Subject-Specific Literacy
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Subject-Specific Literacy

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Presented at Brant Haldimand Norfolk Catholic DSB

Presented at Brant Haldimand Norfolk Catholic DSB

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  • 9 am\n\nIntro to the day by?\n
  • 9 – 9:20\n\nFacilitate small group discussions based on participants’ choice of one of the six metaphors (Marian has signs). \nclean sweep – lost in the woods –cozy campfire– getting your feet wet – ready to take a big bite – team synergy \nLead the large group in sharing what was said at each station. \nDebrief metaphor and ‘six’ corners activity. \n
  • Any reminders that Marian needs to provide to participants.\n
  • Need to know where we are going. Learning goals help both the learner and the teacher understand direction and expectations.\n
  • Explain a bit. Segue into real world texts you see in Toronto\n
  • 9:30 \n\nIntro to me… and launch into the idea of change and gaps in literacy. . . Ask people to record what they think of when they think of literacy instruction and literacy in high school.\n\nSecondary Curriculum Co-ordinator with responsibilities for literacy and pedagogy connected to technology\nThird year participating in teacher inquiry projects connected to adolescent literacy and subject-specific literacy\nChair of regional literacy council for London Region\nOrganize and co-plan various events – part of the planning committee, along with Marian for literacy gains summer camp. One of the organizers for TEDx Ontario Ed help last spring, giving a workshop at the ECCO conference in Richmond Hill in November. Active Online life. Change for me. I wasn’t always like that. \nAnd as I started to change how I communicated, where I did my reading and writing and therefore thinking, I started to realize that there was a lot more to literacy than I was teaching in my classes. There were gaps between what was happening in my class and the real world. Now there have always been gaps between what the school calls literacy activities and what people actually do outside of school (elaborate)\n\nAlso gap in meaning of literacy versus literacies (traditional and new\n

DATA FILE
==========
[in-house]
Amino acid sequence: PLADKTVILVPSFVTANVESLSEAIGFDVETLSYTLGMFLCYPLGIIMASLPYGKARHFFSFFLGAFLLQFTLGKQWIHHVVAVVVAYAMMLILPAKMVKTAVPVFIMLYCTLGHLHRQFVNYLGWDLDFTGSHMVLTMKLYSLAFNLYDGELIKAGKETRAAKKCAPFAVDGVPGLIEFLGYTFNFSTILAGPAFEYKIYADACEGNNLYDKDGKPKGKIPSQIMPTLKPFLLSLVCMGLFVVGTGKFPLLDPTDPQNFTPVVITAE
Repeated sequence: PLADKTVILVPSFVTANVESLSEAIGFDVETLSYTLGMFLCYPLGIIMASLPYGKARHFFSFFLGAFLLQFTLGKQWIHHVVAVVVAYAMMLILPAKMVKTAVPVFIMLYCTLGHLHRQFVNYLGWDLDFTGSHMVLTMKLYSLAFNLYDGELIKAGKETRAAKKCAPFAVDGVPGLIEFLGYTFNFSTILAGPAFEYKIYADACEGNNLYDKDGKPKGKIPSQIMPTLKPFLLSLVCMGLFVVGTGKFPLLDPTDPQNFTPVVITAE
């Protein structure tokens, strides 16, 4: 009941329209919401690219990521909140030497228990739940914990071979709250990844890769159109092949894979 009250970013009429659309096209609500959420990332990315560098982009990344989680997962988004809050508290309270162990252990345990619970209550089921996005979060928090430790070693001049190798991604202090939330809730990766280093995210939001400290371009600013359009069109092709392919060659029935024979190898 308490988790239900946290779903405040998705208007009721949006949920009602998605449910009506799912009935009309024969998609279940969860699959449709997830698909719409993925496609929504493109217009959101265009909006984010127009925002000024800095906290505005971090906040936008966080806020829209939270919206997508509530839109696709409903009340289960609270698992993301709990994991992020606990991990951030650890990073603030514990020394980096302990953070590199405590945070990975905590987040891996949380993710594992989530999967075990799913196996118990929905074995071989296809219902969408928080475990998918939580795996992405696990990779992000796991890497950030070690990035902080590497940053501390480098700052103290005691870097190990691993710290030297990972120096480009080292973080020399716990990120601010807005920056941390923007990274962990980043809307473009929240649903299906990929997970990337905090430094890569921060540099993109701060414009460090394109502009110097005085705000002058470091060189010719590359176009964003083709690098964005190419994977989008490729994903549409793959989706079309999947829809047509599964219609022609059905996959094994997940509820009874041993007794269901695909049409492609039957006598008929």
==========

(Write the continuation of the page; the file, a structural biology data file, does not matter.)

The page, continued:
• Gap btwn in school and out of school literacies. Btween traditional definition of literacy as reading and writing/OSSLT and the idea that there are literacies. Gap between subject areas. Negotiate that gap today.\n\nTake stock of how comfortable they are moving forward at this point. How many of you like the idea of literacy being broader – would like a new word to describe. Hard time seeing that visual art can be considered literacy? A tech product can be considered literacy – a text message (not literacy) How many of you?\n10 mins\n
  • Who knows what this is?\n\nMessage about text? \n\nSecondary message about how some students require assistive tech in order to decode text.\n
  • Background knowledge needed to decode the text. Highly specialized. \n
  • Background knowledge and different entry points. Not easy to understand. Making connections is huge component of literacy development. Note that we all had different entry points based on when we were able to make the connection.\n
  • 9:40 (might move)\n\nSorting Activity with ministry quotations. Which one is most important in your discipline?\n\nOur two starting places are with our current, individual knowledge and understanding of literacy and with ministry documents. Teachers should be sitting in subject groupings for this.\n\nOur work should always be rooted in the curriculum and in ministry documents. \n
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  • 10:00\n\nOne way to understand the disconnect between in school and out of school literacies is to think about what is valued at home, versus what is valued at school. (explain) Students need to understand how to transition and what to do with conflicting values. Ok to have both. Good way to do this, is show them they are experts at something that has specialized vocabulary, rules and ways of being.\n\n\nIt's no wonder I don't do well in school.\nWhat goes on in this school has nothing\nin common with what I do at home. My dad\nthinks reading anything other than the \nnewspaper is a waste of time and that I should\nbe mowing the lawn or doing other chores instead\nof reading a book or using the internet.\n